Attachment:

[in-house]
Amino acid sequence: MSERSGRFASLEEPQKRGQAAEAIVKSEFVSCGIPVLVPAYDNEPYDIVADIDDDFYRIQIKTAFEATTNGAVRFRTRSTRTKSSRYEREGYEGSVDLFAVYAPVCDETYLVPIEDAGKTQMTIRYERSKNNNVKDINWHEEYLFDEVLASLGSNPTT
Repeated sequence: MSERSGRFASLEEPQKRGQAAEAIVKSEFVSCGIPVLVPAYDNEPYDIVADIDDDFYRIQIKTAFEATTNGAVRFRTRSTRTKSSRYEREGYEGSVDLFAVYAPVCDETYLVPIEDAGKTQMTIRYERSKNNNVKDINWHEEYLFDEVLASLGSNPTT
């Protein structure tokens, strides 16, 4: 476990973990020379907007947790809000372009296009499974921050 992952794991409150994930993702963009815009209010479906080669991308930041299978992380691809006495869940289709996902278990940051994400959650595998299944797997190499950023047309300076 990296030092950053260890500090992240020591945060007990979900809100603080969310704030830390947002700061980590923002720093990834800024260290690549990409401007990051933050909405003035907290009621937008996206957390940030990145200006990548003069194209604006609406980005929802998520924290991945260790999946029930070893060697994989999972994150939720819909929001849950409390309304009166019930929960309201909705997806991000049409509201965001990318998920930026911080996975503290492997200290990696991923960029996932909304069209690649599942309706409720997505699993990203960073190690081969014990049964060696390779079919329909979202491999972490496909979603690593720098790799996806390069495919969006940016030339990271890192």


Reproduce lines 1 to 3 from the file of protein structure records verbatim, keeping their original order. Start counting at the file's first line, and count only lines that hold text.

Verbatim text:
[in-house]
Amino acid sequence: MSERSGRFASLEEPQKRGQAAEAIVKSEFVSCGIPVLVPAYDNEPYDIVADIDDDFYRIQIKTAFEATTNGAVRFRTRSTRTKSSRYEREGYEGSVDLFAVYAPVCDETYLVPIEDAGKTQMTIRYERSKNNNVKDINWHEEYLFDEVLASLGSNPTT
Repeated sequence: MSERSGRFASLEEPQKRGQAAEAIVKSEFVSCGIPVLVPAYDNEPYDIVADIDDDFYRIQIKTAFEATTNGAVRFRTRSTRTKSSRYEREGYEGSVDLFAVYAPVCDETYLVPIEDAGKTQMTIRYERSKNNNVKDINWHEEYLFDEVLASLGSNPTT